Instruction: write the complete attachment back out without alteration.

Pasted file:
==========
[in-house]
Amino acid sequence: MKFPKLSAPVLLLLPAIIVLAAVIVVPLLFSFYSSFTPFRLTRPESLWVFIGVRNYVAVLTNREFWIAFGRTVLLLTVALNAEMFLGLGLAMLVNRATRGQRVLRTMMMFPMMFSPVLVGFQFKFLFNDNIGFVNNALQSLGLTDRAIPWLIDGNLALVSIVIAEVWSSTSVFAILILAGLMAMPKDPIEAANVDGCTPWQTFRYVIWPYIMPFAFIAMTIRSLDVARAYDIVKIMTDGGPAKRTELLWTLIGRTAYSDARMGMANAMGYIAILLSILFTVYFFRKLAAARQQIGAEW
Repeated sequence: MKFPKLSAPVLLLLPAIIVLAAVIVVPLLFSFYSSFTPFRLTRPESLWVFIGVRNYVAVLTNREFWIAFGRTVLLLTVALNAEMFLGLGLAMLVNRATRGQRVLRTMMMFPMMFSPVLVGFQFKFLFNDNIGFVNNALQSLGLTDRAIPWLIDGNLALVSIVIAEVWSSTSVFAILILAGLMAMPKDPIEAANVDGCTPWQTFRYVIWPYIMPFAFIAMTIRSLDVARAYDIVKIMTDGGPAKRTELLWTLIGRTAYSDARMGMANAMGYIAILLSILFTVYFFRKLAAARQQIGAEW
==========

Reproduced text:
[in-house]
Amino acid sequence: MKFPKLSAPVLLLLPAIIVLAAVIVVPLLFSFYSSFTPFRLTRPESLWVFIGVRNYVAVLTNREFWIAFGRTVLLLTVALNAEMFLGLGLAMLVNRATRGQRVLRTMMMFPMMFSPVLVGFQFKFLFNDNIGFVNNALQSLGLTDRAIPWLIDGNLALVSIVIAEVWSSTSVFAILILAGLMAMPKDPIEAANVDGCTPWQTFRYVIWPYIMPFAFIAMTIRSLDVARAYDIVKIMTDGGPAKRTELLWTLIGRTAYSDARMGMANAMGYIAILLSILFTVYFFRKLAAARQQIGAEW
Repeated sequence: MKFPKLSAPVLLLLPAIIVLAAVIVVPLLFSFYSSFTPFRLTRPESLWVFIGVRNYVAVLTNREFWIAFGRTVLLLTVALNAEMFLGLGLAMLVNRATRGQRVLRTMMMFPMMFSPVLVGFQFKFLFNDNIGFVNNALQSLGLTDRAIPWLIDGNLALVSIVIAEVWSSTSVFAILILAGLMAMPKDPIEAANVDGCTPWQTFRYVIWPYIMPFAFIAMTIRSLDVARAYDIVKIMTDGGPAKRTELLWTLIGRTAYSDARMGMANAMGYIAILLSILFTVYFFRKLAAARQQIGAEW